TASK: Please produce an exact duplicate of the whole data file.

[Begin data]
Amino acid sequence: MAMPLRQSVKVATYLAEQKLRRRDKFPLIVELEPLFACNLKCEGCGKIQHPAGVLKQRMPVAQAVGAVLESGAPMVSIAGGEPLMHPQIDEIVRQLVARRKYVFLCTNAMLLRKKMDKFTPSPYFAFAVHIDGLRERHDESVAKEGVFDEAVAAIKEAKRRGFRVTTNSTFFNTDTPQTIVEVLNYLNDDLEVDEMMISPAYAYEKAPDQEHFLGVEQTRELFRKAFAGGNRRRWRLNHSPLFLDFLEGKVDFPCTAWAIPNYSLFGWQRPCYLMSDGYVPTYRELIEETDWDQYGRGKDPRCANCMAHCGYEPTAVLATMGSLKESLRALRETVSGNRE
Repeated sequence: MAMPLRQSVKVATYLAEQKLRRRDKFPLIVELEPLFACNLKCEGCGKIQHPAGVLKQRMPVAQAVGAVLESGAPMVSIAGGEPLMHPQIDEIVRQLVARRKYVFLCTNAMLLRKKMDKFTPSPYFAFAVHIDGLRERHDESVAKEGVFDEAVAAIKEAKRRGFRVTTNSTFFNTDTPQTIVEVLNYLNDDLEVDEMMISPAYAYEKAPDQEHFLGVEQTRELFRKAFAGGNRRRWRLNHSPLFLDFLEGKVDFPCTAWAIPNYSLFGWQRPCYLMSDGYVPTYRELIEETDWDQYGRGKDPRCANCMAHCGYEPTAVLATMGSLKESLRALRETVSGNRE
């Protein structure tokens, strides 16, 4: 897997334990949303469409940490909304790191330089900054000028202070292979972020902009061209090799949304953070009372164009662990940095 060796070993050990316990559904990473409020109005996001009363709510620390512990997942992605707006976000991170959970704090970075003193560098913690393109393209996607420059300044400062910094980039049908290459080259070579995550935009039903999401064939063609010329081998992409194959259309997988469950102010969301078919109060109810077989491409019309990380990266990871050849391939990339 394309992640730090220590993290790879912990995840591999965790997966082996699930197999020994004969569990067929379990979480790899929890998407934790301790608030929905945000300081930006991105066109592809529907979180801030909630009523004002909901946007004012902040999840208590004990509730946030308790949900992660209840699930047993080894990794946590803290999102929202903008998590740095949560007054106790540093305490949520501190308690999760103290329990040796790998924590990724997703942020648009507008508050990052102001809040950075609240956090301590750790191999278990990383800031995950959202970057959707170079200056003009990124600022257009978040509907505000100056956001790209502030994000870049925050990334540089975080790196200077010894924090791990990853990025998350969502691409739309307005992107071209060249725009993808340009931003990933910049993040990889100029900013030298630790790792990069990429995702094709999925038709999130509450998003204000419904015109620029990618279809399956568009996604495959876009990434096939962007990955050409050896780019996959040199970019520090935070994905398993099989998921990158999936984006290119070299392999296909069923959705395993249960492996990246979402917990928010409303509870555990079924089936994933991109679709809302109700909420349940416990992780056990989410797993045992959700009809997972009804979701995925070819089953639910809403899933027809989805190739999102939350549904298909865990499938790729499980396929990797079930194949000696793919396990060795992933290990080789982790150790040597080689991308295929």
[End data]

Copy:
Amino acid sequence: MAMPLRQSVKVATYLAEQKLRRRDKFPLIVELEPLFACNLKCEGCGKIQHPAGVLKQRMPVAQAVGAVLESGAPMVSIAGGEPLMHPQIDEIVRQLVARRKYVFLCTNAMLLRKKMDKFTPSPYFAFAVHIDGLRERHDESVAKEGVFDEAVAAIKEAKRRGFRVTTNSTFFNTDTPQTIVEVLNYLNDDLEVDEMMISPAYAYEKAPDQEHFLGVEQTRELFRKAFAGGNRRRWRLNHSPLFLDFLEGKVDFPCTAWAIPNYSLFGWQRPCYLMSDGYVPTYRELIEETDWDQYGRGKDPRCANCMAHCGYEPTAVLATMGSLKESLRALRETVSGNRE
Repeated sequence: MAMPLRQSVKVATYLAEQKLRRRDKFPLIVELEPLFACNLKCEGCGKIQHPAGVLKQRMPVAQAVGAVLESGAPMVSIAGGEPLMHPQIDEIVRQLVARRKYVFLCTNAMLLRKKMDKFTPSPYFAFAVHIDGLRERHDESVAKEGVFDEAVAAIKEAKRRGFRVTTNSTFFNTDTPQTIVEVLNYLNDDLEVDEMMISPAYAYEKAPDQEHFLGVEQTRELFRKAFAGGNRRRWRLNHSPLFLDFLEGKVDFPCTAWAIPNYSLFGWQRPCYLMSDGYVPTYRELIEETDWDQYGRGKDPRCANCMAHCGYEPTAVLATMGSLKESLRALRETVSGNRE
């Protein structure tokens, strides 16, 4: 897997334990949303469409940490909304790191330089900054000028202070292979972020902009061209090799949304953070009372164009662990940095 060796070993050990316990559904990473409020109005996001009363709510620390512990997942992605707006976000991170959970704090970075003193560098913690393109393209996607420059300044400062910094980039049908290459080259070579995550935009039903999401064939063609010329081998992409194959259309997988469950102010969301078919109060109810077989491409019309990380990266990871050849391939990339 394309992640730090220590993290790879912990995840591999965790997966082996699930197999020994004969569990067929379990979480790899929890998407934790301790608030929905945000300081930006991105066109592809529907979180801030909630009523004002909901946007004012902040999840208590004990509730946030308790949900992660209840699930047993080894990794946590803290999102929202903008998590740095949560007054106790540093305490949520501190308690999760103290329990040796790998924590990724997703942020648009507008508050990052102001809040950075609240956090301590750790191999278990990383800031995950959202970057959707170079200056003009990124600022257009978040509907505000100056956001790209502030994000870049925050990334540089975080790196200077010894924090791990990853990025998350969502691409739309307005992107071209060249725009993808340009931003990933910049993040990889100029900013030298630790790792990069990429995702094709999925038709999130509450998003204000419904015109620029990618279809399956568009996604495959876009990434096939962007990955050409050896780019996959040199970019520090935070994905398993099989998921990158999936984006290119070299392999296909069923959705395993249960492996990246979402917990928010409303509870555990079924089936994933991109679709809302109700909420349940416990992780056990989410797993045992959700009809997972009804979701995925070819089953639910809403899933027809989805190739999102939350549904298909865990499938790729499980396929990797079930194949000696793919396990060795992933290990080789982790150790040597080689991308295929």